What You Eat Isn't What You Get: The 6 Troubling Ingredients Hiding in Your Food

What You Eat Isn't What You Get: The 6 Troubling Ingredients Hiding in Your Food
This post was published on the now-closed HuffPost Contributor platform. Contributors control their own work and posted freely to our site. If you need to flag this entry as abusive, send us an email.

Let's start with the problem. The problem today is obesity and diabetes are on the rise. The Centers for Disease Control and Prevention estimates that about one-third of American adults are obese. The American Diabetes Association estimates that 29.1 million Americans have diabetes and 86 million Americans ages 20+ have pre-diabetes. What's more, metabolic syndrome affects about one in three U.S. adults, according to a JAMA Study published in May 2015.

Why is this happening? In one word, our food. In two words, processed foods.

Food makers have adopted processed production methods over the last 30 years and consumers have welcomed them with open arms. Processed foods are packaged -- be it boxed, bagged, canned or jarred -- and processed using methods like dehydration, refrigeration, freezing and canning. If there's a laundry list of ingredients on the back of the packaging, rest assured it's been processed. Processed foods have to make up for a loss of nutrients. How do they do this? Healthy nutrients are replaced with synthetic vitamins and minerals to "enhance" the nutritional value of the food.

As a result, our taste buds become acclimated to the incredibly strong flavors of processed foods and even further, increase our cravings for more salt and sugar on whole or raw foods.

This leaves us to where we are today. We really don't know how to eat healthy or even where to begin. The truth is we barely understand the foods we eat and we don't invest enough time to learn. The book Fast Food Nation by Eric Schlosser brought to light many of the facts about fast food and processed food and according to his research, about 90 percent of the average American's budget is allocated towards processed foods.

Why We Eat Processed Foods
Convenience seems to be the major reason for the high consumption of processed foods. The problem has surmounted to be about time. Who has hours upon hours to spend in the grocery store aisle analyzing nutritional labels, ingredient lists and Googling what they are, to then return home, prepare a meal without a lot of additives and actually enjoy the meal they end up with? The culture of food in America has changed in the last 30 years and we need to reverse it.

Eating a diet high in processed foods has been shown to lead to diabetes, according to a PNAS study from 2012, and liver disease, not to mention these foods increase cholesterol and blood pressure -- all proponents of heart disease.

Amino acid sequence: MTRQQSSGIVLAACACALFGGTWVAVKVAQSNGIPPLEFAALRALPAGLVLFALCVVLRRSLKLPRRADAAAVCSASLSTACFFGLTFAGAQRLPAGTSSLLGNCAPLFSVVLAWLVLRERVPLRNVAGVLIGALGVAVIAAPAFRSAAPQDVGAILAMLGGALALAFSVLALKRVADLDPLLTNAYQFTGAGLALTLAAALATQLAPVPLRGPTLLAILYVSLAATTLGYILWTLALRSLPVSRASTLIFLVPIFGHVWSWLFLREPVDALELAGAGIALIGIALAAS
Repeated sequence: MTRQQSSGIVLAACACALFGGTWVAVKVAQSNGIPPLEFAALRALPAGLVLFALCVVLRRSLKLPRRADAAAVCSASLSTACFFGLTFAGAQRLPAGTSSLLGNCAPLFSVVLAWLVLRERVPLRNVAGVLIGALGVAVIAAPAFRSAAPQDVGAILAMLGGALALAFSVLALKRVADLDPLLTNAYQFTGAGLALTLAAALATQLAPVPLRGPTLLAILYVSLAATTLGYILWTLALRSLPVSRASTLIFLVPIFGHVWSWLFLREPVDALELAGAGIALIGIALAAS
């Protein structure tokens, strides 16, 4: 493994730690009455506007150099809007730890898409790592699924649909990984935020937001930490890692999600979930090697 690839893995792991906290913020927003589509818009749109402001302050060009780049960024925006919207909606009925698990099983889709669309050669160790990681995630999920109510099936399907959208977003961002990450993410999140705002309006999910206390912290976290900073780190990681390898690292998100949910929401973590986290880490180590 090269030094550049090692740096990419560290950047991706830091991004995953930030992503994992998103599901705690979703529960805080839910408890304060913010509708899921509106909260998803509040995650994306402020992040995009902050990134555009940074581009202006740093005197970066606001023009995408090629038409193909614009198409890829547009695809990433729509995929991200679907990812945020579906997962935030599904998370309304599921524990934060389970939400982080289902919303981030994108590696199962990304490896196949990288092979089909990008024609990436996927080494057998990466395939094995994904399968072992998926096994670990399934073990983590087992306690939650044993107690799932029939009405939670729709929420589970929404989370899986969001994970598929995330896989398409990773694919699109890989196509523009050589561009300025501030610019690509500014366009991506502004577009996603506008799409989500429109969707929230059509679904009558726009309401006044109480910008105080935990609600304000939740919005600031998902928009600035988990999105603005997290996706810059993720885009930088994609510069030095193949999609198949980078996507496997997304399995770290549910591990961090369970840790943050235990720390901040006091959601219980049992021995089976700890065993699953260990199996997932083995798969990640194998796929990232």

Did you know the FDA doesn't require food makers to disclose every ingredient or additive, for consideration and full review, if the manufacturer deems the ingredient GRAS (Generally Regarded As Safe), a 57-year-old regulatory law from the FDA. This means if this standard is "met" or "claimed," food makers get away scot-free from the FDA, especially if no immediate evidence exists proving the harm of the ingredient. Some synthetic chemicals injected into processed foods are known to have carcinogenic properties, promoting the development of cancer. The World Health Organization believes processed foods are to blame for the spike in obesity levels and chronic disease globally.


The Six Troubling Ingredients

High Fructose Corn Syrup
High fructose corn syrup is a common sweetener added to sodas, fruit-flavored drinks, breakfast cereals, cookies, cakes and salad dressings. There are many differing opinions on understanding if the body metabolizes HFCS in the same way it does regular white sugar. Regardless, too much of this additive can contribute to unwanted calories that have been linked to weight gain, Type 2 diabetes, metabolic syndrome and high triglyceride levels, which all can boost the risk of heart disease, obesity, cancer, dementia and liver failure. A significant 2014 study published in the journal JAMA Internal Medicine showed that eating too much added sugar may raise the risk of dying from heart disease, even if you aren't overweight.

Refined White Flour
When flour is refined, about 14 vitamins, 10 minerals and proteins are cut from the natural state of the product. Sometimes you'll see "enriched white flour" in the ingredient list. Don't be deceived, this only adds about four vitamins to the product. White flour is chemically bleached and leaves behind a residue that is consumed. These chemical residues are also what help to develop gluten, which some people suffer allergies towards. Bleached white flour can be found in breakfast cereals, pasta, pizza, baked goods and breads. In order to process these refined foods, the body actually pulls the vitamins, minerals and enzymes consumed from healthy food sources out of the organs, tissues and bones. A diet rooted in eating foods with white flour can also lead to chronic fatigue syndrome. Refined white flour also has a higher glycemic index -- a measurement of how fast sugar is released in the blood -- which at a level of 100 means sugar is being released faster and in a greater amount, leading to Hyperglycemia. On a simpler note, once all of this stripped away, white flour is a starch and your body is likely to store these refined carbohydrates as fat, contributing to obesity. Look for "enriched flours" or "refined flours" on the packaging; this indicates white, bleached flour.